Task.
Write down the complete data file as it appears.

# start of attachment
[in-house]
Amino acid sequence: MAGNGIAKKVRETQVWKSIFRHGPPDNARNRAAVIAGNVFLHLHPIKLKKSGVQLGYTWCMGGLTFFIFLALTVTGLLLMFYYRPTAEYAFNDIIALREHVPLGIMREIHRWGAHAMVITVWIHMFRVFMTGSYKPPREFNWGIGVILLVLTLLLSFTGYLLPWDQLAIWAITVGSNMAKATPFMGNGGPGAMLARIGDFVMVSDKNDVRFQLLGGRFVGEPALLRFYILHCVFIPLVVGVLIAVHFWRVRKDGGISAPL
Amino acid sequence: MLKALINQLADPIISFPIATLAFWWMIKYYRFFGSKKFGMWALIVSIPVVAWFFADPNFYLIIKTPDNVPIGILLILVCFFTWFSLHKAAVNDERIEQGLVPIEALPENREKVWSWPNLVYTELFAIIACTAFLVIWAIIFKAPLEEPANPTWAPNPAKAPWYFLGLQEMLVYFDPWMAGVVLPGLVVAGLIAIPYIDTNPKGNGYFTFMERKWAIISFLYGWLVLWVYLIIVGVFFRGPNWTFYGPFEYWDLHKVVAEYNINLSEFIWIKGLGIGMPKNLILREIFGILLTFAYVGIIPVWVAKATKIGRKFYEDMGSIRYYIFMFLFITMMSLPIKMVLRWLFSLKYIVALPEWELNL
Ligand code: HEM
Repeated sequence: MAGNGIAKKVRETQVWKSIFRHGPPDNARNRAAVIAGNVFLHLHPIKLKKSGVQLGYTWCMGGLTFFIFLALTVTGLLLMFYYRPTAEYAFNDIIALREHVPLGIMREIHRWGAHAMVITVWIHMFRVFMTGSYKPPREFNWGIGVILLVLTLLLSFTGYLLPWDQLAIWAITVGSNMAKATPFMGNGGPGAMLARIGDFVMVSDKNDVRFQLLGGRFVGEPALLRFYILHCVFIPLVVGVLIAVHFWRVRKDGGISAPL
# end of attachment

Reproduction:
[in-house]
Amino acid sequence: MAGNGIAKKVRETQVWKSIFRHGPPDNARNRAAVIAGNVFLHLHPIKLKKSGVQLGYTWCMGGLTFFIFLALTVTGLLLMFYYRPTAEYAFNDIIALREHVPLGIMREIHRWGAHAMVITVWIHMFRVFMTGSYKPPREFNWGIGVILLVLTLLLSFTGYLLPWDQLAIWAITVGSNMAKATPFMGNGGPGAMLARIGDFVMVSDKNDVRFQLLGGRFVGEPALLRFYILHCVFIPLVVGVLIAVHFWRVRKDGGISAPL
Amino acid sequence: MLKALINQLADPIISFPIATLAFWWMIKYYRFFGSKKFGMWALIVSIPVVAWFFADPNFYLIIKTPDNVPIGILLILVCFFTWFSLHKAAVNDERIEQGLVPIEALPENREKVWSWPNLVYTELFAIIACTAFLVIWAIIFKAPLEEPANPTWAPNPAKAPWYFLGLQEMLVYFDPWMAGVVLPGLVVAGLIAIPYIDTNPKGNGYFTFMERKWAIISFLYGWLVLWVYLIIVGVFFRGPNWTFYGPFEYWDLHKVVAEYNINLSEFIWIKGLGIGMPKNLILREIFGILLTFAYVGIIPVWVAKATKIGRKFYEDMGSIRYYIFMFLFITMMSLPIKMVLRWLFSLKYIVALPEWELNL
Ligand code: HEM
Repeated sequence: MAGNGIAKKVRETQVWKSIFRHGPPDNARNRAAVIAGNVFLHLHPIKLKKSGVQLGYTWCMGGLTFFIFLALTVTGLLLMFYYRPTAEYAFNDIIALREHVPLGIMREIHRWGAHAMVITVWIHMFRVFMTGSYKPPREFNWGIGVILLVLTLLLSFTGYLLPWDQLAIWAITVGSNMAKATPFMGNGGPGAMLARIGDFVMVSDKNDVRFQLLGGRFVGEPALLRFYILHCVFIPLVVGVLIAVHFWRVRKDGGISAPL